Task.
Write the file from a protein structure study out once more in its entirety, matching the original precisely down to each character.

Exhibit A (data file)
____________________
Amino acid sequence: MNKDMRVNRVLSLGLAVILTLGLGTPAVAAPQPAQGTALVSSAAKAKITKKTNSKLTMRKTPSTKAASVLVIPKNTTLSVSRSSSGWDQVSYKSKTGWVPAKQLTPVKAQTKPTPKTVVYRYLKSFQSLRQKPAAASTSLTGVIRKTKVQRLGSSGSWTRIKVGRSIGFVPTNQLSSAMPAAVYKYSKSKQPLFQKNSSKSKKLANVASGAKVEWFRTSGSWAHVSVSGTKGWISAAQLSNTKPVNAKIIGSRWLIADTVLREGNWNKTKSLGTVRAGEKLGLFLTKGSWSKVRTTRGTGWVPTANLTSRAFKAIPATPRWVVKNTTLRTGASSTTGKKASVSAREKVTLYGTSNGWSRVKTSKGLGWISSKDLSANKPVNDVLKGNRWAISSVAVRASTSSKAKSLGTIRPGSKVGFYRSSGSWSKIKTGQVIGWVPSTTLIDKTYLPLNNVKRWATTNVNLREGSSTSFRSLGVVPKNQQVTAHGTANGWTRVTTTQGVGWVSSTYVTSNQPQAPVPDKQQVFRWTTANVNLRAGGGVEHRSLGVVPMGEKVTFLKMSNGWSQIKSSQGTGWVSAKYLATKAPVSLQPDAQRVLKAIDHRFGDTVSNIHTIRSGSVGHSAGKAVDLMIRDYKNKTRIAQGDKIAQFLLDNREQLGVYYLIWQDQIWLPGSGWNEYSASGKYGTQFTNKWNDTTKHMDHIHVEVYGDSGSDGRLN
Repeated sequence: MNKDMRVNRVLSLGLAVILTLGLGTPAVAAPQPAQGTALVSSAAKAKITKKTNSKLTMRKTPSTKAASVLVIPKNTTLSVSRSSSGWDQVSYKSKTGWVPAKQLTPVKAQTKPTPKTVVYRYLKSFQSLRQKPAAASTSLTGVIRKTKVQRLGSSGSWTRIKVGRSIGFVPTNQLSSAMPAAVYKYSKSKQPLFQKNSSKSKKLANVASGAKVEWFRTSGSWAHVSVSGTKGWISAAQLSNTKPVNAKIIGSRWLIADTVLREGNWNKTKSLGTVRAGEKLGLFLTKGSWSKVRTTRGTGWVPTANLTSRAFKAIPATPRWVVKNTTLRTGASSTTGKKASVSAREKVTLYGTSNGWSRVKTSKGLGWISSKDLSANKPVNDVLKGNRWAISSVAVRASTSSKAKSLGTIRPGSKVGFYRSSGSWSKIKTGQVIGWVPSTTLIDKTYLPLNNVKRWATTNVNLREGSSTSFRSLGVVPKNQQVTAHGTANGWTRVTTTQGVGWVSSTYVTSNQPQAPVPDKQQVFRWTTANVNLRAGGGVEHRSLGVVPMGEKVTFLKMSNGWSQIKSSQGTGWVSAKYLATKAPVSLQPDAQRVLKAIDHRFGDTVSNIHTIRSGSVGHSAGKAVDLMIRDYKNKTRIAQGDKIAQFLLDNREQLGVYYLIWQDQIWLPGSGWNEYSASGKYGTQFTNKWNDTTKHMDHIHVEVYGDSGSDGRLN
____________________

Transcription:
Amino acid sequence: MNKDMRVNRVLSLGLAVILTLGLGTPAVAAPQPAQGTALVSSAAKAKITKKTNSKLTMRKTPSTKAASVLVIPKNTTLSVSRSSSGWDQVSYKSKTGWVPAKQLTPVKAQTKPTPKTVVYRYLKSFQSLRQKPAAASTSLTGVIRKTKVQRLGSSGSWTRIKVGRSIGFVPTNQLSSAMPAAVYKYSKSKQPLFQKNSSKSKKLANVASGAKVEWFRTSGSWAHVSVSGTKGWISAAQLSNTKPVNAKIIGSRWLIADTVLREGNWNKTKSLGTVRAGEKLGLFLTKGSWSKVRTTRGTGWVPTANLTSRAFKAIPATPRWVVKNTTLRTGASSTTGKKASVSAREKVTLYGTSNGWSRVKTSKGLGWISSKDLSANKPVNDVLKGNRWAISSVAVRASTSSKAKSLGTIRPGSKVGFYRSSGSWSKIKTGQVIGWVPSTTLIDKTYLPLNNVKRWATTNVNLREGSSTSFRSLGVVPKNQQVTAHGTANGWTRVTTTQGVGWVSSTYVTSNQPQAPVPDKQQVFRWTTANVNLRAGGGVEHRSLGVVPMGEKVTFLKMSNGWSQIKSSQGTGWVSAKYLATKAPVSLQPDAQRVLKAIDHRFGDTVSNIHTIRSGSVGHSAGKAVDLMIRDYKNKTRIAQGDKIAQFLLDNREQLGVYYLIWQDQIWLPGSGWNEYSASGKYGTQFTNKWNDTTKHMDHIHVEVYGDSGSDGRLN
Repeated sequence: MNKDMRVNRVLSLGLAVILTLGLGTPAVAAPQPAQGTALVSSAAKAKITKKTNSKLTMRKTPSTKAASVLVIPKNTTLSVSRSSSGWDQVSYKSKTGWVPAKQLTPVKAQTKPTPKTVVYRYLKSFQSLRQKPAAASTSLTGVIRKTKVQRLGSSGSWTRIKVGRSIGFVPTNQLSSAMPAAVYKYSKSKQPLFQKNSSKSKKLANVASGAKVEWFRTSGSWAHVSVSGTKGWISAAQLSNTKPVNAKIIGSRWLIADTVLREGNWNKTKSLGTVRAGEKLGLFLTKGSWSKVRTTRGTGWVPTANLTSRAFKAIPATPRWVVKNTTLRTGASSTTGKKASVSAREKVTLYGTSNGWSRVKTSKGLGWISSKDLSANKPVNDVLKGNRWAISSVAVRASTSSKAKSLGTIRPGSKVGFYRSSGSWSKIKTGQVIGWVPSTTLIDKTYLPLNNVKRWATTNVNLREGSSTSFRSLGVVPKNQQVTAHGTANGWTRVTTTQGVGWVSSTYVTSNQPQAPVPDKQQVFRWTTANVNLRAGGGVEHRSLGVVPMGEKVTFLKMSNGWSQIKSSQGTGWVSAKYLATKAPVSLQPDAQRVLKAIDHRFGDTVSNIHTIRSGSVGHSAGKAVDLMIRDYKNKTRIAQGDKIAQFLLDNREQLGVYYLIWQDQIWLPGSGWNEYSASGKYGTQFTNKWNDTTKHMDHIHVEVYGDSGSDGRLN